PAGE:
None of these heirs were present at the actor’s quick, quiet, humble send-off. Two days after his death, a small knot of family and friends in L.A. gathered at a local mortuary. Brando had at least 11 children with and without his three wives, but the service was attended by only a handful of people, including his former agent Jay Kanter; his third wife, former actress Tarita Teriipaia, 63, and their son Teihotu, 41; and Miko Brando, 43, Brando’s son with his second wife, Mexican actress Movita Castaneda, 82. (Jocelyn was not at the service, nor was Christian Brando, 46, who served half of a 10-year prison sentence for the shooting death of half-sister Cheyenne’s lover in 1990.) Brando’s body, says his sister, was cremated on July 5, and the ashes were to be scattered in the desert—not, as many assumed, in Tetiaroa, the sanctuary of 13 Tahitian islets Brando bought after shooting the 1962 film Mutiny on the Bounty and falling in love with Teriipaia.
What memorial could ever sum up this rebellious Hollywood titan, anyway? “Marlon was so powerful,” says Maiden. “He could do what he could do, and nobody else could do it as well.” Brando commanded the camera with that handsome face, of course, even with the crooked bridge of his nose (he broke it during his 20s, liked the way it looked, and refused to have it reset). Then there was the technique, which ran so deep you couldn’t detect it: Brando fused his own bruised, inarticulate genius—fueled in part by unhappy memories of an alcoholic, often absent mother, Dorothy, and a brutal father, Marlon Brando Sr., a traveling salesman—with the 1940s Method school of acting, which emphasized rawness and spontaneity. Young Brando spoke in a mumble—a weird, curdled voice that would horrify any elocution master in the land—and moved with the natural sensuousness of a panther. It wasn’t Method. It was Brando.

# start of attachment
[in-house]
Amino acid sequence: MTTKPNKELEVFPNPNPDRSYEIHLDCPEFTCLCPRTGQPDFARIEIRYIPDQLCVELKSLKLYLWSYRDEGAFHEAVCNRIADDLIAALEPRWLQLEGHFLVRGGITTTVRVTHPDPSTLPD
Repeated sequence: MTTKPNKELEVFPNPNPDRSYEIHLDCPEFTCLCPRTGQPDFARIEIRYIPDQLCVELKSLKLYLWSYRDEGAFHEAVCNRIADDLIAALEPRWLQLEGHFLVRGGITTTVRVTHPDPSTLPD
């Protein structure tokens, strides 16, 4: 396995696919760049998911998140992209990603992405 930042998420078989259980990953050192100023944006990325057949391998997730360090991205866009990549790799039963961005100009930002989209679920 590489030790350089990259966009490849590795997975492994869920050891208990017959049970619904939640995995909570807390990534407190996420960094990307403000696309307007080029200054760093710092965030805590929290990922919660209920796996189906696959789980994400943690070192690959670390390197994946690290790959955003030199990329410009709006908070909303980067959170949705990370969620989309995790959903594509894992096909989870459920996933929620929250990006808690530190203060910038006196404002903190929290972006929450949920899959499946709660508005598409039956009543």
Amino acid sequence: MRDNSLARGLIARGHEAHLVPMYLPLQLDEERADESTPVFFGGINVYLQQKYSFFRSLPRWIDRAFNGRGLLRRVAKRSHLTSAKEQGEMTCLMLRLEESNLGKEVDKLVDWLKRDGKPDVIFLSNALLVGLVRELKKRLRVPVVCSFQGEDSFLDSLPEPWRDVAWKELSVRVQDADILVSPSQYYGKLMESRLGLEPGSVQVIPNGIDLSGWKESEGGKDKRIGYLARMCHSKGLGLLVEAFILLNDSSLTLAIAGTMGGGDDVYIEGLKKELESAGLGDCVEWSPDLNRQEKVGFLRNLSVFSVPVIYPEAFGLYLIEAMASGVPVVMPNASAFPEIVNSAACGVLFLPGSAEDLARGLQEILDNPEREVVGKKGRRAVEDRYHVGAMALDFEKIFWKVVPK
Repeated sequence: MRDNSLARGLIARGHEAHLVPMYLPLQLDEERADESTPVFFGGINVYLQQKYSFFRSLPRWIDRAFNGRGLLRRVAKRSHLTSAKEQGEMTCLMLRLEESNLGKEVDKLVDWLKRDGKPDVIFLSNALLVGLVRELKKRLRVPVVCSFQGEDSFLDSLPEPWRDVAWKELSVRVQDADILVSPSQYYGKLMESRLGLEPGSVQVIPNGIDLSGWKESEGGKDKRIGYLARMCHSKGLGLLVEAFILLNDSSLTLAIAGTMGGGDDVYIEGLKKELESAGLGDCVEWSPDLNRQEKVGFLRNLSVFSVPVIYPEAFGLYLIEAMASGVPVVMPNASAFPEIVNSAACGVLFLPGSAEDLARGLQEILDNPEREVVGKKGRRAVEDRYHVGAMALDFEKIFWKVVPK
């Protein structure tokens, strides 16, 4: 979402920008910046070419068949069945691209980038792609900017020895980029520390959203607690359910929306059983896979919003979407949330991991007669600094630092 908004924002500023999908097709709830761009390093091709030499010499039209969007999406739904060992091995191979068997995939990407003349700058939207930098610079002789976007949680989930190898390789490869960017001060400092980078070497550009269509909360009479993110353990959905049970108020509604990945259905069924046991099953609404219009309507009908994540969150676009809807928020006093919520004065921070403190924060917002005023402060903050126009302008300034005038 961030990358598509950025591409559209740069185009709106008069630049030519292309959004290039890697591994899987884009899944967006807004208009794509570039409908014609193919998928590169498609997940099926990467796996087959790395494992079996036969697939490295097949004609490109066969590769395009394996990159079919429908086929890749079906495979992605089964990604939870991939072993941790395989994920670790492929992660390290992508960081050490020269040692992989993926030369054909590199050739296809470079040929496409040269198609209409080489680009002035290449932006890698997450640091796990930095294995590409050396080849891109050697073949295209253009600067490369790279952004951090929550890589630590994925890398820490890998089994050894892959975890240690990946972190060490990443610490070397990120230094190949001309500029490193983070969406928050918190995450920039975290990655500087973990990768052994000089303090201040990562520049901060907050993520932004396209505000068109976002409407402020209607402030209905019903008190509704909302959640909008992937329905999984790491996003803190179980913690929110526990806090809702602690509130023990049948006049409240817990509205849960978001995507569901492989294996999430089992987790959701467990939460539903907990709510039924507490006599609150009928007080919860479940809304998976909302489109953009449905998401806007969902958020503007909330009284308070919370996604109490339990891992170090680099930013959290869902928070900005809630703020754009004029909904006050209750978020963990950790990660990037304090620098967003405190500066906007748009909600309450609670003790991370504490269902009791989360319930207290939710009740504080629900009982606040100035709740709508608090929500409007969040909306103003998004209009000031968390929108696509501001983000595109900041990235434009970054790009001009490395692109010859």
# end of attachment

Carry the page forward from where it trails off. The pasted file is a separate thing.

Arriving on the New York stage from the Midwest in the 1940s, Brando revolutionized theater acting at age 23, when he played the sexual, dangerous blue-collar devil named Stanley Kowalski in A Streetcar Named Desire—a performance so real, legend has it, that one celebrity in the audience thought a T-shirted stagehand had wandered into the play. Then he revolutionized Hollywood. Just citing a line can evoke an entire performance: “I coulda been a contender”—the dockworker and failed boxer Terry Malloy in 1954’s On the Waterfront, for which Brando won his first Oscar; Kowalski, sobbing and bellowing “Stella! Hey—Stellaaaaaaaa!” in the classic 1951 film of Streetcar; The Godfather‘s Don Corleone, the 1972 comeback role that won him a second Oscar out of ultimately eight nominations, running his mob with seignorial gravitas: “I’m gonna make him an offer he can’t refuse.”
Brando possessed greatness in such abundance, he shared it, exploited it and ultimately let it slip away. In the ’60s and ’70s, he was one of the most politically courageous of Hollywood celebrities. When he marched with Martin Luther King in Washington, D.C., in 1963, “he waved around a cattle prod he had taken from some local law officer [at an earlier protest in Gadsden, Ala.] to demonstrate the horrors of what was happening in the South,” recalls Rep. John Lewis, 64, a Democrat from Georgia. “Other celebrities would show up suddenly at other marches, but Marlon was the first, and they were following his lead.” In one of the most controversial moments in Oscar history, he deputized a 26-year-old part-Apache, part-Yaqui named Sacheen Cruz Littlefeather to attend the ceremony and refuse his Best Actor Award for The Godfather in protest of Hollywood’s treatment of Native Americans. “I remember the faces in the crowd,” says the former actress, now 57 and a holistic health educator in San Francisco. “John Wayne, backstage, had to be restrained by six men from coming to get me and pull me off the stage.” Immersing himself in cause after cause, says actor Ossie Davis, “Marlon was impatient with the smallness and the crassness of the world of entertainers into which he was pushed.”